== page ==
Many of the British Sportscars or even other British cars of the 50s-60s end up with Datsun drivetrains anyways due to increased reliability and better high speed operation. Also, as much of the Datsun stuff was derivations from British licensed designs anyways it tends to fit decently well (looking at you MG owners).

I fixed two trucks where the customer did their own brakes and didn’t know about the inner bearing.

Not being one to underestimate the uhm "creativity" let's call it of customers, but how in the hell do they miss that?

I fixed two trucks where the customer did their own brakes and didn’t know about the inner bearing.

Oh dear.:facehoof:
Sorry to hear that my friend. But hey! More cute bats so :yay:

"Ever since I penned the first story, I thought about her buying things with her name on them."
Oh, by the way, have you seen this before? It came to mind just now, for fairly obvious reasons, and I thought that you might find it interesting, at least enough for sharing the link to be potentially useful.

Hm. I wonder if I could have white pizza? Shouldn't have any oregano (which quite disagrees with me) in it, but there might be contamination; so far of the two times I've attempted to get pizzas that I was assured lacked it, one of those turned out to be true and the other, ah, didn't. That was a fun night.

And thank you, again, for writing. :)

Fuel cooler? Admittedly that's a new one for me. Diesels don't come in that often. Makes me think of old Mercedes' air conditioned fuel lines.

traditional real-wheel drive front rotors

This line makes absolutely no sense. Also why would you reuse bearings on a rusted out old truck? Replace them. Most rotors don't have the hub as part of them. It's just a disc that slides off once you pull the caliper. Especially on FWD vehicles as then you have a CV axle splined into the hub. The bearing then is pressed into it. Only on 2WD or RWD trucks would you have a spindle on the steering knuckle. Still a good read nonetheless.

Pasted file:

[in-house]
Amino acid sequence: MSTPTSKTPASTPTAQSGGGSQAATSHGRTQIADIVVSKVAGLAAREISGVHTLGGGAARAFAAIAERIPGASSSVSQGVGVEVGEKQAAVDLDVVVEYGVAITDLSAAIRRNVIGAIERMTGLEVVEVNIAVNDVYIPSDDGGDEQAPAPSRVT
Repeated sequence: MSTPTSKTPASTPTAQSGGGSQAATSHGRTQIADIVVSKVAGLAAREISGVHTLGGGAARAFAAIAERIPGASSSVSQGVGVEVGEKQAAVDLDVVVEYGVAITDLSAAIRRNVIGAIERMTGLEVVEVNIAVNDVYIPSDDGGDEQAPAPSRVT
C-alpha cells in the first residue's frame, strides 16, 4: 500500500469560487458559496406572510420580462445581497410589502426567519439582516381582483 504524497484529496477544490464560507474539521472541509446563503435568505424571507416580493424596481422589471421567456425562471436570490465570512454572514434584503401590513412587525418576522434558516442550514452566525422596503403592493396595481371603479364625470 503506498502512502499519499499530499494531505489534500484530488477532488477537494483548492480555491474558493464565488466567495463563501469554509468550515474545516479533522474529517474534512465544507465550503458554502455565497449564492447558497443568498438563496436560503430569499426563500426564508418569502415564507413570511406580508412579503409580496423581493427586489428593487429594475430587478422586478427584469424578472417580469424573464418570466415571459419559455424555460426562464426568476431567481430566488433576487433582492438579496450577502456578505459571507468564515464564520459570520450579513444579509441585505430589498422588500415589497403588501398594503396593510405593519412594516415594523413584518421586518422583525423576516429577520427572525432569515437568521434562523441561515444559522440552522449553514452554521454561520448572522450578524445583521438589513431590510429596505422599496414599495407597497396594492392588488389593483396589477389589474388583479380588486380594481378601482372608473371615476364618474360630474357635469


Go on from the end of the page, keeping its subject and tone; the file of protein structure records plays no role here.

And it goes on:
5506008

I have a hard time picturing ponies liking things named after predators. Alpine is definitely the obvious pick.

That was my thought, too.

Super jealous of your Renault Alpine ride! They're old enough to import now, so I've shot a few of them. Though not an A610.

I can’t remember exactly what it looked like, just that it was sporty and white. I’m guessing it was a test mule/research mule for the ones they were thinking of importing with/for Chrysler or AMC (now that I think back, it might have been AMC who was working with Renault and not Chrysler) . . . at the time, we lived like five miles from AMC’s headquarters, a particularly ugly and out-of-place skyscraper (which is on-brand for AMC).

5506035